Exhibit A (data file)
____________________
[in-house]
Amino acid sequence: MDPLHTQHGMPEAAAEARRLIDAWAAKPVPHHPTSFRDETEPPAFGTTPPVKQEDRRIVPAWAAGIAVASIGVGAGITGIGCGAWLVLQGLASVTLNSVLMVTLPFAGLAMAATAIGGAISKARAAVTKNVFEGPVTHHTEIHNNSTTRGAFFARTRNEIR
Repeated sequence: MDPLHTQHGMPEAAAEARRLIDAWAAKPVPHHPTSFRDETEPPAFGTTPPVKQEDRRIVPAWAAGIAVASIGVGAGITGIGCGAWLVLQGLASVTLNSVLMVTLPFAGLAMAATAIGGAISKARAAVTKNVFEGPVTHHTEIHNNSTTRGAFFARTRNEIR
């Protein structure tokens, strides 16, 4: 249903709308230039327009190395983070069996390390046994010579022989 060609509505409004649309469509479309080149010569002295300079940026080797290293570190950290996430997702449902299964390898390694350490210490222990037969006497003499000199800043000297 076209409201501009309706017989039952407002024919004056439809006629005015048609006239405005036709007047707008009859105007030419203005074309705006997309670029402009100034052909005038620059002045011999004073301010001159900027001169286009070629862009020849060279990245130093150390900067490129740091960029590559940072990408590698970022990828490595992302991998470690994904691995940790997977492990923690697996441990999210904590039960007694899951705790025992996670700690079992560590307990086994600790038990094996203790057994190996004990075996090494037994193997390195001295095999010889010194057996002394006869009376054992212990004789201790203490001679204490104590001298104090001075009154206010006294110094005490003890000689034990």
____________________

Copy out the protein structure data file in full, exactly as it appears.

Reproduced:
[in-house]
Amino acid sequence: MDPLHTQHGMPEAAAEARRLIDAWAAKPVPHHPTSFRDETEPPAFGTTPPVKQEDRRIVPAWAAGIAVASIGVGAGITGIGCGAWLVLQGLASVTLNSVLMVTLPFAGLAMAATAIGGAISKARAAVTKNVFEGPVTHHTEIHNNSTTRGAFFARTRNEIR
Repeated sequence: MDPLHTQHGMPEAAAEARRLIDAWAAKPVPHHPTSFRDETEPPAFGTTPPVKQEDRRIVPAWAAGIAVASIGVGAGITGIGCGAWLVLQGLASVTLNSVLMVTLPFAGLAMAATAIGGAISKARAAVTKNVFEGPVTHHTEIHNNSTTRGAFFARTRNEIR
């Protein structure tokens, strides 16, 4: 249903709308230039327009190395983070069996390390046994010579022989 060609509505409004649309469509479309080149010569002295300079940026080797290293570190950290996430997702449902299964390898390694350490210490222990037969006497003499000199800043000297 076209409201501009309706017989039952407002024919004056439809006629005015048609006239405005036709007047707008009859105007030419203005074309705006997309670029402009100034052909005038620059002045011999004073301010001159900027001169286009070629862009020849060279990245130093150390900067490129740091960029590559940072990408590698970022990828490595992302991998470690994904691995940790997977492990923690697996441990999210904590039960007694899951705790025992996670700690079992560590307990086994600790038990094996203790057994190996004990075996090494037994193997390195001295095999010889010194057996002394006869009376054992212990004789201790203490001679204490104590001298104090001075009154206010006294110094005490003890000689034990």